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A typing speed test loads up a dictionary of words, and gives you one to type: pinball. You, with your fast but inaccurate fingers, type in pinbnal. Darn it!

Make a program that will print out a random word from a dictionary, then ask for the user to type this word back, and finally return whether or not they got the word right. The catch is: the program must accept minor typos.

Accept a typo if it has only one of the following:

  • one letter is repeated in the input 1 or 2 more times. Only accept the letter if it is directly adjacent to a letter it is next to.
  • one letter in the word is repeated 1 time.
  • 2-4 of the letters in the input are scrambled.

Some acceptable typos of the word pinball are:
pingball pinbala pinbanll
Some unacceptable typos:
pibnannl maxwell pinbalgl

Shortest code wins. Good luck.

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an ingteresring undereretanding ohf what a minoe typpe is... what exactly does "scrambled" include, apparently it's not just swapping letters? – ceased to turn counterclockwis Jul 4 '12 at 6:57
e.x. water -> waert (ert is scrambled ter) or wtrae (trae is scrambled ater) – beary605 Jul 4 '12 at 7:02
But what's pinbala or pinbnal then? The second l is missing completely in both cases. – ceased to turn counterclockwis Jul 4 '12 at 7:35
And pingball adds a new letter - it's fundamentally the same error as pinbalgl. – Peter Taylor Jul 4 '12 at 8:07
I don't see which of your accepted typos includes adding a letter, and why 'pingball' is acceptable while 'pinbalgl' is not. -1 until fixed, sorry. – Leif Willerts yesterday

2 Answers 2

Mathematica 179

Edit: As Primo correctly notes, the following does not adhere to the constraint of pardoning only those intrusions from QWERTY neighbors. DL distance, of course, has nothing to do with distance on a keyboard. Oh, well. I'll leave up my response, which someone with more patience will easily better.


d = DictionaryLookup[]; i = d[[RandomInteger@{1, Length@d}]];o = InputString["Type: " <> i];
Print["in: ", i, "\nout: ", o, "\n", Switch[i~DamerauLevenshteinDistance~o, 0, "perfect",
1, "ok", _, "wrong"]]


  1. d = DictionaryLookup[] stores a built-in dictionary of 92 k English words in d.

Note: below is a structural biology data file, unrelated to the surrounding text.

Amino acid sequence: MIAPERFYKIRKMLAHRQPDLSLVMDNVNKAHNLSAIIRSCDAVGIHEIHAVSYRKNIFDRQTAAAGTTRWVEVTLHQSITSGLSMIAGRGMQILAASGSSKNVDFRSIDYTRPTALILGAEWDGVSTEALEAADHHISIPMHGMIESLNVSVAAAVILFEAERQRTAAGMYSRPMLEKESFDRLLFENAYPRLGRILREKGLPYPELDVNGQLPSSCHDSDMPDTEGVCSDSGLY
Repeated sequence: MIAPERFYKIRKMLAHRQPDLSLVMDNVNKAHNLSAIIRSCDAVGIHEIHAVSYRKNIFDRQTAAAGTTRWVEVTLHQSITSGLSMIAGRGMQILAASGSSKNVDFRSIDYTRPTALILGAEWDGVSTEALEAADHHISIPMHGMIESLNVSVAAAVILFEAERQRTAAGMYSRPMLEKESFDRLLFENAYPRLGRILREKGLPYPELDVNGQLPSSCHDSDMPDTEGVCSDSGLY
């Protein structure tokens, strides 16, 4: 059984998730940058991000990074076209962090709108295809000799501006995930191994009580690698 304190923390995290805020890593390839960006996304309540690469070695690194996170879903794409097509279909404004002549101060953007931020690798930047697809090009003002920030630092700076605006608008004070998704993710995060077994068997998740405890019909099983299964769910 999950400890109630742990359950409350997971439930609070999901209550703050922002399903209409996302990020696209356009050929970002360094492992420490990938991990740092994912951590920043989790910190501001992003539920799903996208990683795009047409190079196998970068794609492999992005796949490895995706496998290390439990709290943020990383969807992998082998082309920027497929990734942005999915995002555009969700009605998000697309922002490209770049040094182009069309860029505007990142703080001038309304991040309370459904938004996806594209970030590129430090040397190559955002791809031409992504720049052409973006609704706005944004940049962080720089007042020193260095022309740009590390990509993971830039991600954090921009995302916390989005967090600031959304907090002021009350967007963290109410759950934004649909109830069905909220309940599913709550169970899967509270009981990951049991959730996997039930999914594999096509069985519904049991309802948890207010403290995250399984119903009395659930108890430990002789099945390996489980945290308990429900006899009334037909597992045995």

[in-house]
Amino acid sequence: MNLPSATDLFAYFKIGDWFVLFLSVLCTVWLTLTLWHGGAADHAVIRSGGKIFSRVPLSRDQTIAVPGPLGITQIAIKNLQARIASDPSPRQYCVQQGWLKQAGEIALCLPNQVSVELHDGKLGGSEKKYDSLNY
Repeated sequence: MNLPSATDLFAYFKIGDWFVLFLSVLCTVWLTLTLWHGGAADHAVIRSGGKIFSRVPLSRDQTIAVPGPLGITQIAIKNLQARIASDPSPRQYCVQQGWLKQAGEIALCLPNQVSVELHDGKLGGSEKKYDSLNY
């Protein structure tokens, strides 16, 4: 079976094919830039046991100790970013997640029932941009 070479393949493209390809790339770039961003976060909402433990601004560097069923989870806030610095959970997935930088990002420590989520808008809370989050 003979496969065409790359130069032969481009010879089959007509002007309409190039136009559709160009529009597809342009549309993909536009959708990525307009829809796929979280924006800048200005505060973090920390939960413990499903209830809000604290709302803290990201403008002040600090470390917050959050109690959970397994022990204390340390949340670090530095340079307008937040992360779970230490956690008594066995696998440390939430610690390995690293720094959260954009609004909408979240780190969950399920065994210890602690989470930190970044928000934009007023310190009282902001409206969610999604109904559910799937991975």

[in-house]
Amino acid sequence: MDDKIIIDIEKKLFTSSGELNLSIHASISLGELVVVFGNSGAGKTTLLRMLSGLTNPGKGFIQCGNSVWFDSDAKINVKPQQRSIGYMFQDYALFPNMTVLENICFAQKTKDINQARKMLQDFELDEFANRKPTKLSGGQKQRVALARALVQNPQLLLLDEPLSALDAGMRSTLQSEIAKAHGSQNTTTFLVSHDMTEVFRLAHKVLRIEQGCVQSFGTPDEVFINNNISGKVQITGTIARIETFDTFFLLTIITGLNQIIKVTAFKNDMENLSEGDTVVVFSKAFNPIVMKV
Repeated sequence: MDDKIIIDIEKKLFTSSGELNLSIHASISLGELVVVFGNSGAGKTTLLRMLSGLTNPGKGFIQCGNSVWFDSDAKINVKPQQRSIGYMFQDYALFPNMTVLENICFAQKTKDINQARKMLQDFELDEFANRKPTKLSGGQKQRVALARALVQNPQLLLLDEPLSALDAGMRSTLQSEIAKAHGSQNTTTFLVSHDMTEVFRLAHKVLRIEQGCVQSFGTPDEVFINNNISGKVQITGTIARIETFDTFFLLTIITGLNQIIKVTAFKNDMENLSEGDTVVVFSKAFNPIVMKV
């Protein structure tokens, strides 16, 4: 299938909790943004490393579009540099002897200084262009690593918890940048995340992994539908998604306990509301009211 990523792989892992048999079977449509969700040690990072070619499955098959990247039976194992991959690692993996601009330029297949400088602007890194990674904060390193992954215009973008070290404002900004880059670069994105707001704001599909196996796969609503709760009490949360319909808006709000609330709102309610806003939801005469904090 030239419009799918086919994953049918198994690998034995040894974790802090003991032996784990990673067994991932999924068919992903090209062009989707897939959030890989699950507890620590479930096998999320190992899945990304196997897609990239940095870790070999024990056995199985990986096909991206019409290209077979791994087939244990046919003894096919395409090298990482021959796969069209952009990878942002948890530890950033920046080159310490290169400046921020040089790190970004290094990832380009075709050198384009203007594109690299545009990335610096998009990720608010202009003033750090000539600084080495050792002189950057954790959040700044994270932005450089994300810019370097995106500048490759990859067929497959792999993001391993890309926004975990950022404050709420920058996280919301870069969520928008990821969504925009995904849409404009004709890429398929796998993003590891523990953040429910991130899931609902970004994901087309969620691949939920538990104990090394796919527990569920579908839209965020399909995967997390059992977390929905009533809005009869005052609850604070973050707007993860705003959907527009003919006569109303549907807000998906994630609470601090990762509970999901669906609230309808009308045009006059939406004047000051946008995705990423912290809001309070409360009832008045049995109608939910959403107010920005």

2. i = d[[RandomInteger@{1, Length@d}]] selects a random word and stores it in i.
  3. o = InputString["Type: " <> i]; opens a dialog window (see figure) with the prompt "Type [i]."
  4. i~DamerauLevenshteinDistance~o computes the Damerau-Levenshtein distance beween the requested word and the word typed by the user. If the DL distance = 0, "perfect"; if the DL distance = 1, "ok"; otherwise, "wrong".


Test Results

For the first 7 tests, the input string, i, was manually set to "pinball". The results were as desired with the exception of "pinbalgl", which was considered acceptable because it returns a DL distance value of 1.

in: pinball
out: pinball

in: pinball
out: pingball

in: pinball
out: pinbala

in: pinball
out: pinbanll

in: pinball
out: pinbannl

in: pinball
out: maxwell

in: pinball
out: pinbalgl

in: tureen
out: turen

in: feeder
out: feedr

in: tarmacs
out: tarmax

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I like the interface :D Not sure if it answers the question exactly as stated though. Judging from the examples, (I think) it should accept an inserted character (and here's where the wording gets a bit unclear) if and only if one or both of the two characters it is adjacent to in the string is also adjacent to it on a keyboard (presumably qwerty). A test slightly stronger than the Levenshtein distance. – primo Dec 17 '12 at 19:06
@primo. I see your point. I missed entirely the constraint about adjacent keys. Clearly, that would require considerably more coding. – David Carraher Dec 17 '12 at 19:12